The more relevant content that you produce, the more your work will be connected to your brand. Google, Yahoo and Microsoft have invested billions of EUROs to make their search algorithm the most accurate. If you think about search, then you will see that indexing can be automated. However, discerning and ranking which websites deserve top placement is embedded into their technology. This is where your brand and your work is so crucial, because everything that you produced will be indexed (and able to be searched).
I opine that prospective employers will Google your name and review your results as much as what your resume says.
Feel free to send your comments directly to me for more insight:
Pete Park, MBA
PR + Marketing Executive
New York City, New York
Is there a specific format for a portfolio? What do potential employers look for in a portfolio?
I would agree with Carrie…doing things for fun doesn’t only improve your talents, but it shows your passion for what you are doing. Your passion for your work is so important for your potential employers to see.
Major requirements – My university requires us to complete two practicums as well as an internship. The practicum includes doing PR work for a division or organization on campus. As a nursing major also, I will be working with the Nursing division. Being careful not to limit myself to one area, I’m sure I will work with another, different division/organization in the future.
I graduated from school in 2001 and have done many voluteer PR projects but finding a job is hard. I did take a few years to get married and start a family but the job market is hard. My portfolio is now OLD, but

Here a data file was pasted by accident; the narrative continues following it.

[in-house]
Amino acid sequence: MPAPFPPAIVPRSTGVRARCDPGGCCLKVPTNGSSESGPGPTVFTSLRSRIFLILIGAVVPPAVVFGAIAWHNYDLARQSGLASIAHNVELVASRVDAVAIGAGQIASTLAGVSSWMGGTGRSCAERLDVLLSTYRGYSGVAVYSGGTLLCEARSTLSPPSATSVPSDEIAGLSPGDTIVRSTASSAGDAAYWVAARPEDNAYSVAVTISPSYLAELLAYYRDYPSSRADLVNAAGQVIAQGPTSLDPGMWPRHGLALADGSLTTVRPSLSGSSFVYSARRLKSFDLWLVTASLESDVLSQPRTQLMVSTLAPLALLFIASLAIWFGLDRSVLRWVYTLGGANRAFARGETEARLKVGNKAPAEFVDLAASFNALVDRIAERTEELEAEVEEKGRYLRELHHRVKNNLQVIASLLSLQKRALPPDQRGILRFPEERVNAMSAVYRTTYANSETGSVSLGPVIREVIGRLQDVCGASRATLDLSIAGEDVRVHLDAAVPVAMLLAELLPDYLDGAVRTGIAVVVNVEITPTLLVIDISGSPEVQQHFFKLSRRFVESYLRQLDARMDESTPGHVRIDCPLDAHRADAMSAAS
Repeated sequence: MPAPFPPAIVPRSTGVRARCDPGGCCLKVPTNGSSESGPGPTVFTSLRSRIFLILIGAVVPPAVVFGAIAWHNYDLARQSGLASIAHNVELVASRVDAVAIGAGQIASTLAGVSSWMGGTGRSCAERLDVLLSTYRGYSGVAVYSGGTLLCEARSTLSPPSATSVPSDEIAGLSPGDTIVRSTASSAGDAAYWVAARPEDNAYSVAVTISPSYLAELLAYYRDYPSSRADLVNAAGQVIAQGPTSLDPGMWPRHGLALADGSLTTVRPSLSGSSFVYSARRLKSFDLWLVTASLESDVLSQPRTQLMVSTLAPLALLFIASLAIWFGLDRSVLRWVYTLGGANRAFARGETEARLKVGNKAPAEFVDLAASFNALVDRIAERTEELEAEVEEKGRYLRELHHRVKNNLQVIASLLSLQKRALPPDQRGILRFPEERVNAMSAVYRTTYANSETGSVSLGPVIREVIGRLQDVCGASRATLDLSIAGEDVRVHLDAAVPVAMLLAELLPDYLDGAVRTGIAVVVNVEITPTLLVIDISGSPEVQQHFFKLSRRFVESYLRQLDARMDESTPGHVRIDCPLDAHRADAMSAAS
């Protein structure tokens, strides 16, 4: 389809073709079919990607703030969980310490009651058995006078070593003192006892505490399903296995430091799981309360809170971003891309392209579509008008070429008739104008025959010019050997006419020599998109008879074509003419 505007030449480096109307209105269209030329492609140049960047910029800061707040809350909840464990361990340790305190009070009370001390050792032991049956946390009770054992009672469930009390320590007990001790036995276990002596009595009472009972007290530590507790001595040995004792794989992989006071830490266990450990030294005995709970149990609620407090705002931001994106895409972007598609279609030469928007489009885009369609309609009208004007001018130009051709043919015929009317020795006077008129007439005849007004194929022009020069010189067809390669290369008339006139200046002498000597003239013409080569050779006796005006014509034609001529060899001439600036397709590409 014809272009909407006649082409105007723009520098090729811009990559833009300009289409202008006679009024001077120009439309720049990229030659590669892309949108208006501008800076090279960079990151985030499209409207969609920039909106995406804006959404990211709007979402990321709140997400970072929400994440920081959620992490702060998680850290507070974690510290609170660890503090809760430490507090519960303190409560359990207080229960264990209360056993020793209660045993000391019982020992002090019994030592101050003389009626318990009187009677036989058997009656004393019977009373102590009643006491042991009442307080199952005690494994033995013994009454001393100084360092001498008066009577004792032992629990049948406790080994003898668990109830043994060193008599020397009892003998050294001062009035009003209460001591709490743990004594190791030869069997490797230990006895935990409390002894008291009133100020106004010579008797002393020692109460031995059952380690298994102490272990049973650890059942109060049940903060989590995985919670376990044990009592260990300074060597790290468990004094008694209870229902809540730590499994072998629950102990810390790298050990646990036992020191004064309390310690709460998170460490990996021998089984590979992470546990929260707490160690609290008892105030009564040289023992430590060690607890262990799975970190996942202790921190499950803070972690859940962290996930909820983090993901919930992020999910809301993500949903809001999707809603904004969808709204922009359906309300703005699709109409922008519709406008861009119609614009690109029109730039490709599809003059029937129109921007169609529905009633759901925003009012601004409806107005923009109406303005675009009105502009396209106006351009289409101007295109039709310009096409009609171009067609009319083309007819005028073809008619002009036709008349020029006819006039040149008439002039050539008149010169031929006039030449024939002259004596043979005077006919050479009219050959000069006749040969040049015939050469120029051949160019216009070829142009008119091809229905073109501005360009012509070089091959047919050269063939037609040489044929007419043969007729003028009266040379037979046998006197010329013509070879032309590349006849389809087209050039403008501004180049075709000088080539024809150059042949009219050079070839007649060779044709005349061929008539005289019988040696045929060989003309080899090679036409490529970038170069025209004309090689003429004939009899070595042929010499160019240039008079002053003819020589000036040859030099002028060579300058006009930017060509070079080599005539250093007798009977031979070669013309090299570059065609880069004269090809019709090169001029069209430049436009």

I am creating new things to go inside. A grant project, crisis plans, and family newsletters. Where are the best starter jobs and how do you get passed the “Apply here” button for the interviews?
Hopefully I’m not too late for this discussion.
Unpaid internships, though a sacrifice, are the best marketing and development tool for PR students. yes, grades and outside writing experience are helpful. But they are only proxies for performance in the workplace. Actual experience as a practitioner, and the good recommendation from a supervisor that accompanies it, are invaluable.
Given the importance of a student’s first job (particularly in this economy), the significance of unpaid internships should not be underestimated. While supplementing that experience with campaigns through PRSSA or other activities is a good idea, it is not a sufficient replacement. Good analysis of this topic can be found at .
Lusinda, great question. I just went on an agency tour this past week in Salt Lake City and someone in my group asked the same question. They said that they’ve had a few people call and ask about positions only to tell them they weren’t hiring. Any normal person (myself included) would have walked away disheartened, shuffling my feet. Interestingly enough, they said that a recent graduate asked if they could come in and do an ‘informational interview’ where they could just ask questions about the industry or the agency itself. What an impression this left on them! By the end of the ‘informational interview,’ these agency executives were so impressed they looked for a way to fit this person into their staff. My best suggestion: be unconventional. Be passionate and keep trying.
Your break will come. 🙂
That is so amazing for me! Thanx!
Amazing news, thank you!